Mind control is upon us… or, at least one step closer to being a reality. That’s because two scientists at the University of Washington were able to perform what they believe to be the first ever brain-to-brain interface, in which one of them was able to control the other’s finger movements via the internet while they sat on opposite ends of the school’s campus.
“The internet was a way to connect computers, and now it can be a way to connect brains,” Andrea Stocco, psychology professor at the university, said in a news release. “We want to take the knowledge of a brain and transmit it directly from brain to brain.”
Most of the research regarding brain-to-brain interfaces involves helping people who are paralyzed recover some of their lost motor functions. The new interface goes one step further than research earlier this year, in which Harvard scientists were able to make a rats tail move by focusing on a flickering pattern of light on a screen.
To test whether the interface would work in humans, Stocco’s colleague, Rajesh Rao, a computer science and engineering professor, wore an electrode cap attached to an electroencephalography (EEG) machine. He mentally played a simple computer game, and whenever he imagined his right hand moving to fire a cannon, impulses in his brain were registered in the EEG.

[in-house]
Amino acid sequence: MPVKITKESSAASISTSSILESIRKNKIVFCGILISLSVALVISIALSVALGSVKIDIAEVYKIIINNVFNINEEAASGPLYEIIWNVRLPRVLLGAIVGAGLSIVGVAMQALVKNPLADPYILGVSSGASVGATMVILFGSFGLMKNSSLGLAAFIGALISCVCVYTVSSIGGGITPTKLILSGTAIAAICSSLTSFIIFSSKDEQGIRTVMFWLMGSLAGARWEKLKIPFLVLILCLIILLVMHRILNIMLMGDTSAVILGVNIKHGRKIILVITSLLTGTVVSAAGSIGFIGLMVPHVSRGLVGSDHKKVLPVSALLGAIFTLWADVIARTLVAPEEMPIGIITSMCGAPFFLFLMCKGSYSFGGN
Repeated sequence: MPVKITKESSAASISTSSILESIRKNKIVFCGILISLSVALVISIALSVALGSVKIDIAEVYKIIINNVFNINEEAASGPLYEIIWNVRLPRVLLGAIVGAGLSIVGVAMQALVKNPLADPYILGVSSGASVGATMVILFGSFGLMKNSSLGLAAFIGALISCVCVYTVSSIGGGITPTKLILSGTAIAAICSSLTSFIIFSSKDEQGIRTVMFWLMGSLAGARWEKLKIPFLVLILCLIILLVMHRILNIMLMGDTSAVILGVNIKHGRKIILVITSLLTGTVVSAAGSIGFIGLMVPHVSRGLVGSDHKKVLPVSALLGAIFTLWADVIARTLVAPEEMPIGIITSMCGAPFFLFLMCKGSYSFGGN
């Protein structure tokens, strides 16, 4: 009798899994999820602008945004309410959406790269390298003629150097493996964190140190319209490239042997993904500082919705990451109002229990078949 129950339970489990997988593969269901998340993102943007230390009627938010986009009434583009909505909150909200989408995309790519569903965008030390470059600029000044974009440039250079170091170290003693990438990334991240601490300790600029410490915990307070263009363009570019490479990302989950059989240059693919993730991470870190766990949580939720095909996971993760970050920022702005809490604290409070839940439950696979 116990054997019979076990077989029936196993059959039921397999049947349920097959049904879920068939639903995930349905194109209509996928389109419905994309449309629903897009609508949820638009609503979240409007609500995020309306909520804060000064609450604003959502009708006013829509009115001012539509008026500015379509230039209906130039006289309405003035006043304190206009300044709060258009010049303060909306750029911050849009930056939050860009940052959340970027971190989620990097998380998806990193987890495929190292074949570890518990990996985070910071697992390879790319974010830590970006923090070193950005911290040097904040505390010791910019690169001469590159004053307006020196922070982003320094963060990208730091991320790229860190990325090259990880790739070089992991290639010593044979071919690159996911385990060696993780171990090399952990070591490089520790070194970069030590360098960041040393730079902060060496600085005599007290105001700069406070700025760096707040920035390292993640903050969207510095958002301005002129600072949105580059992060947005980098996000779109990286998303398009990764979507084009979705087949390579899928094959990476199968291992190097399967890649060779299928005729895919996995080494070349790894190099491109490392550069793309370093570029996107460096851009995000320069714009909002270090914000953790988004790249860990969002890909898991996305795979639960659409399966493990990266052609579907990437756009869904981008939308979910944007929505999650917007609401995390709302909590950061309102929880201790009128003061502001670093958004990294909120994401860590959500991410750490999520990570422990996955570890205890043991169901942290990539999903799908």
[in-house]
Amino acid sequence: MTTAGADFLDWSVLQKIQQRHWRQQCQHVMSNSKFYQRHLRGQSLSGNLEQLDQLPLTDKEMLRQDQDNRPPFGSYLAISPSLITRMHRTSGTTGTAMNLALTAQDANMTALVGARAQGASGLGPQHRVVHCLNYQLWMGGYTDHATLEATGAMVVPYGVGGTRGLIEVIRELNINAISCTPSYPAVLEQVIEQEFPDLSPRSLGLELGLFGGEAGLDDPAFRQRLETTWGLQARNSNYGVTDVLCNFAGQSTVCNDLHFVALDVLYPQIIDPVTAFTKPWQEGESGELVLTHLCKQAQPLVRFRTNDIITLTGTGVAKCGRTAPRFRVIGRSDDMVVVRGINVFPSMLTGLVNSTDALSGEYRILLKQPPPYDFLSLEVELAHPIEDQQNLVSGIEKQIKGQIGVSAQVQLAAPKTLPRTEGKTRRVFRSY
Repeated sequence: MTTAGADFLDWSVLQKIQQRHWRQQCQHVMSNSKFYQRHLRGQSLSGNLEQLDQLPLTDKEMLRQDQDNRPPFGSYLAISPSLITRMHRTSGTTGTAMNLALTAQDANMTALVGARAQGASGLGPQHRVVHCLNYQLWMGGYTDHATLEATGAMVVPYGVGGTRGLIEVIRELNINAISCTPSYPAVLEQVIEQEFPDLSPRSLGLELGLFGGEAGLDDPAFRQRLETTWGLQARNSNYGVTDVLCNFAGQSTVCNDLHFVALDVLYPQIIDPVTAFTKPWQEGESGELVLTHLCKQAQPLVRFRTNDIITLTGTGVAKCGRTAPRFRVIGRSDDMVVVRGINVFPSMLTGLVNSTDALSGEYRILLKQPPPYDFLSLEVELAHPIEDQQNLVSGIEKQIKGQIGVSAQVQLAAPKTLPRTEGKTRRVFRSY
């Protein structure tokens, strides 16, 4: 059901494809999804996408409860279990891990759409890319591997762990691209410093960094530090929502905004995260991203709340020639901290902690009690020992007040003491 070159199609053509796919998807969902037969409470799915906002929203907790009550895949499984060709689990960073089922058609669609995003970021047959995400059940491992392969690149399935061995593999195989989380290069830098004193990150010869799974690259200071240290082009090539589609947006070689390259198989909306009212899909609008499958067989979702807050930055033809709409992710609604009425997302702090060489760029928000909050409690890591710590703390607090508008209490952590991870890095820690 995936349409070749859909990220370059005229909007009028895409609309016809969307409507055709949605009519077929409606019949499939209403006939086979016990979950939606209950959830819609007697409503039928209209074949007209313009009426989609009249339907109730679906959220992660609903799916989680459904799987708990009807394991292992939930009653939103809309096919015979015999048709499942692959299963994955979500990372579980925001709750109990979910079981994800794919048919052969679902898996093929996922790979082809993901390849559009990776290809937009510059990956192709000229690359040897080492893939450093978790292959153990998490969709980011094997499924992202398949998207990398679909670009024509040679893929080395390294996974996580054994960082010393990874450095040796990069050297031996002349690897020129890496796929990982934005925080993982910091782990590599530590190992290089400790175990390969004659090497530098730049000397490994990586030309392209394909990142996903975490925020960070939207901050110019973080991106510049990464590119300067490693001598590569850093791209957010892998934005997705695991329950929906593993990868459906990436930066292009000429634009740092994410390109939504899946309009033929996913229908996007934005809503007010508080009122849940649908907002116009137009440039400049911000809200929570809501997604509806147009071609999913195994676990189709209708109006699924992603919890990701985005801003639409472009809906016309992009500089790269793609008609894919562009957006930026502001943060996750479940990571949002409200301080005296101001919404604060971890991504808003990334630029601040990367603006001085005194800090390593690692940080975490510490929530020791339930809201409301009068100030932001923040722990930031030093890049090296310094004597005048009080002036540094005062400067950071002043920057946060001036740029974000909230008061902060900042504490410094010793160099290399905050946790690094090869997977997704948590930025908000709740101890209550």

These impulses were then sent to a device called a transcranial magnetic stimulation (TMS) coil, which was secured above Stocco’s left motor cortex — the part of the brain that controls the right hand — by a swim cap. The impulses caused Stocco’s right index finger to involuntarily push the space bar on the computer in front of him, as if he was firing the cannon, Reuters reported.
“It was both exciting and eerie to watch an imagined action from my brain get translated into actual action by another brain,” Rao said in the release. “This was basically a one-way flow of information from my brain to his.” Stocco says the technology can be used in the future to help in situations that involve flying an airplane, for example. It could possibly help a passenger or flight attendant land after a pilot becomes debilitated.
Although many people may ask what’s next for this technology, with implications toward malicious animal or human mind control, both Stocco and Rao say there’s nothing to worry about, because it only reads certain kinds of simple brain signals. It doesn’t read thoughts and it doesn’t give someone absolute control over anything — the person on the receiving end can use willpower to counteract an impulse.
“I think some people will be unnerved by this because they will overestimate the technology,” Chantel Prat, assistant professor in psychology at the university, said in the release. “There’s no possible way the technology that we have could be used on a person unknowingly or without their willing participation.”
You can see the experiment in action right here: